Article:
“I have no idea what it is going to look like moving forward,” said Steelers coach Mike Tomlin, a member of the competition committee that drafted the rule. “If anybody does, I’d appreciate it. I don’t think any of us have a feel on what that looks like.”
But Cowboys owner Jerry Jones has it right. Coaches expecting Riveron to use replay to overturn questionable calls are just wasting their time.
“Replay, in my mind, should be there for a very egregious situation that just was blatantly missed,” Jones said on his weekly radio show. “I think the one in New Orleans, the one that started this recent rule, was egregious and should have been reviewed. But to have it on every play and have it at the will of the coach to make those calls, to have it done that way, is really kind of not as succinct as I like to see officiating.”
Fresh approach by interim coaches
When the late Tony Sparano became the Raiders’ interim coach in 2014, he ceremonially buried a football. When Dan Campbell became the Dolphins’ interim coach in 2015, he had the players do the Oklahoma drill on the first day.
This past week, it was Bill Callahan’s turn to become a Hollywood coaching cliché. At his first practice as interim Redskins coach Wednesday following Jay Gruden’s firing, Callahan cut off the music at practice, brought in officials to call practice tightly, and had his players run sprints at the end.
“Just really trying to get back to some really hard-core fundamentals,” said Callahan, formerly the head coach for the Raiders and Nebraska Cornhuskers. “I think that’s the name of the game. If you’re not good in your fundamentals, you’re not going to have them later in the game. That mental toughness about fundamentals is important.”
Future is now in this matchup
The future of the NFL will be on display Sunday in Kansas City for the first matchup between Patrick Mahomes and Deshaun Watson, the 10th and 12th picks of the 2017 draft, respectively. Watson faced the Chiefs as a rookie, throwing for five touchdowns and no interceptions in a 42-34 loss. But Alex Smith started that game for Kansas City, while Mahomes rode the bench.
Watson is second in the NFL with a 115.9 passer rating this season, while Mahomes is third at 114.7. The two have combined for 22 touchdown passes and one interception.
With Peyton Manning retired, Eli Manning on the way out, and Tom Brady, Aaron Rodgers, and Ben Roethlisberger reaching their golden years, the NFL needs young stars such as Mahomes, Watson, and Russell Wilson to carry the torch into the next decade. Mahomes and Watson are both just 24 years old, and could face off as AFC rivals for years to come.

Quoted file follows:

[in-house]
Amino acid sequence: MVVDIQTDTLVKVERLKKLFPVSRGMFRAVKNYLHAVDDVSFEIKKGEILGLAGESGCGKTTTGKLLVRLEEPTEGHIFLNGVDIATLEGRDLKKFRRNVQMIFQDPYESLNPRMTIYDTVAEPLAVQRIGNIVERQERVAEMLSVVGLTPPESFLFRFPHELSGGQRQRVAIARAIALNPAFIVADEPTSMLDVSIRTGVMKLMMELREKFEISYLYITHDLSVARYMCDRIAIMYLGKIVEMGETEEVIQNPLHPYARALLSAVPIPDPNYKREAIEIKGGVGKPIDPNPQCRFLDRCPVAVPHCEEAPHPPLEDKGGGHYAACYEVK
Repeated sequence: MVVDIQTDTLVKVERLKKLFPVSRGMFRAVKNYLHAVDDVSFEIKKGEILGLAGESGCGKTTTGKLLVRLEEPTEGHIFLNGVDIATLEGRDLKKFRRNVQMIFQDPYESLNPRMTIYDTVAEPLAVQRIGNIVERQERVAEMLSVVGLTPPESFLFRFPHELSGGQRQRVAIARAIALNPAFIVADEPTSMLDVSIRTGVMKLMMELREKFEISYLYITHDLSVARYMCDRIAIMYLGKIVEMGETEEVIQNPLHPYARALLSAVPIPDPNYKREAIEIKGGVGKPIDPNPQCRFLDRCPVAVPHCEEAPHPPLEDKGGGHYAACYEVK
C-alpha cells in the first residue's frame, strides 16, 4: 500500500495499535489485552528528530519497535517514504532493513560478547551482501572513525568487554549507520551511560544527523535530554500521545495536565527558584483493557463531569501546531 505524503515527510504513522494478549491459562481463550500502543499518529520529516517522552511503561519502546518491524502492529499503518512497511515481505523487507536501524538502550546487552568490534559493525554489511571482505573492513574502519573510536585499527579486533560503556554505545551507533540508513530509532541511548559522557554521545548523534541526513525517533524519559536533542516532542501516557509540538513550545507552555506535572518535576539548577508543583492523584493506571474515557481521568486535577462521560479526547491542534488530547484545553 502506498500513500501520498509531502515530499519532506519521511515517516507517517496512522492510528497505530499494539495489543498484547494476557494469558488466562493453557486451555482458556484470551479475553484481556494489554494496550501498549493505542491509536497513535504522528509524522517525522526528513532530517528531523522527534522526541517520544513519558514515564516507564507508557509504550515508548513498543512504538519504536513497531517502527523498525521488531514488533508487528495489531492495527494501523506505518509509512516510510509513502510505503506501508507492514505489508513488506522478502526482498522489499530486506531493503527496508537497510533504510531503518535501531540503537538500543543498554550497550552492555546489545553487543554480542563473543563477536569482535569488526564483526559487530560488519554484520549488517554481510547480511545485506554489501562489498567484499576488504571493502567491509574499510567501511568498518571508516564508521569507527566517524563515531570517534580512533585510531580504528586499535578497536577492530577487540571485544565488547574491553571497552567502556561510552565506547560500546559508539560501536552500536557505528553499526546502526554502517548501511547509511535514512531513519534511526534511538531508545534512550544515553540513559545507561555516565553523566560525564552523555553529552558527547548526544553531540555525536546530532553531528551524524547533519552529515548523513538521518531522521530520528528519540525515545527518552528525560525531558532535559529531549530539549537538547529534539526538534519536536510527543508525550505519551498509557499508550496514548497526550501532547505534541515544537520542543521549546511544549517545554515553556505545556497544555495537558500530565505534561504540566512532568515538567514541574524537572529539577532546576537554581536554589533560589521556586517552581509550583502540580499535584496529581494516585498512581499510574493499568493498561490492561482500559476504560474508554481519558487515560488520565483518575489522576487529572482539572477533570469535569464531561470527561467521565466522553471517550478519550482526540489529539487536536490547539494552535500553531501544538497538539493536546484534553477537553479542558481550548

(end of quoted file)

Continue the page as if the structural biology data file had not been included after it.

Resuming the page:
“I know Pat pretty well,” Watson said this past week. “We go back to our early college days. We worked out in Southern California together with Jordan Palmer. We attended some camps. We’re real good friends, and we have a lot of mutual friends.”
This is one game Bears fans shouldn’t watch. In 2017, the Bears traded up to No. 2 to draft a quarterback — but chose Mitchell Trubisky over Watson and Mahomes. Bears general manager Ryan Pace would probably like a mulligan on that one.
Cornerback Jalen Ramsey hasn’t been shy about expressing his displeasure with the Jaguars, and has tried his best to work his way out of Jacksonville. But it appears the situation will be resolved with Ramsey returning to the Jaguars’ secondary. Owner Shad Khan told The Street this past week that “you gotta balance what’s good for the team and what the individual wishes may be. I met with [Ramsey] a couple of days ago, had a heart-to-heart, and I think we’ll be able to come to whatever makes sense for all.” Ramsey, under contract for 2020 at $13.7 million, wants a new long-term contract. And he’s probably realizing that the best way to get it is to suit up and play hard for the Jaguars . . . The Patriots aren’t the only team dealing with injuries. The Chargers have injuries to seven starters: safety Derwin James (foot), tackle Russell Okung (pulmonary embolism), safety Adrian Phillips (broken forearm), kicker Michael Badgley (right groin), tight end Hunter Henry (knee), defensive end Melvin Ingram (hamstring), and center Mike Pouncey (neck) . . . JuJu Smith-Schuster is a phenomenal young receiver, but he has a penchant for fumbling at the wrong time. His late fumble in Week 16 last year led to a loss in New Orleans that basically eliminated the Steelers from playoff contention. And last week, he fumbled away the ball in overtime, leading to a winning field goal for the Ravens. “I feel terrible. It’s literally the worst feeling ever,” Smith-Schuster said.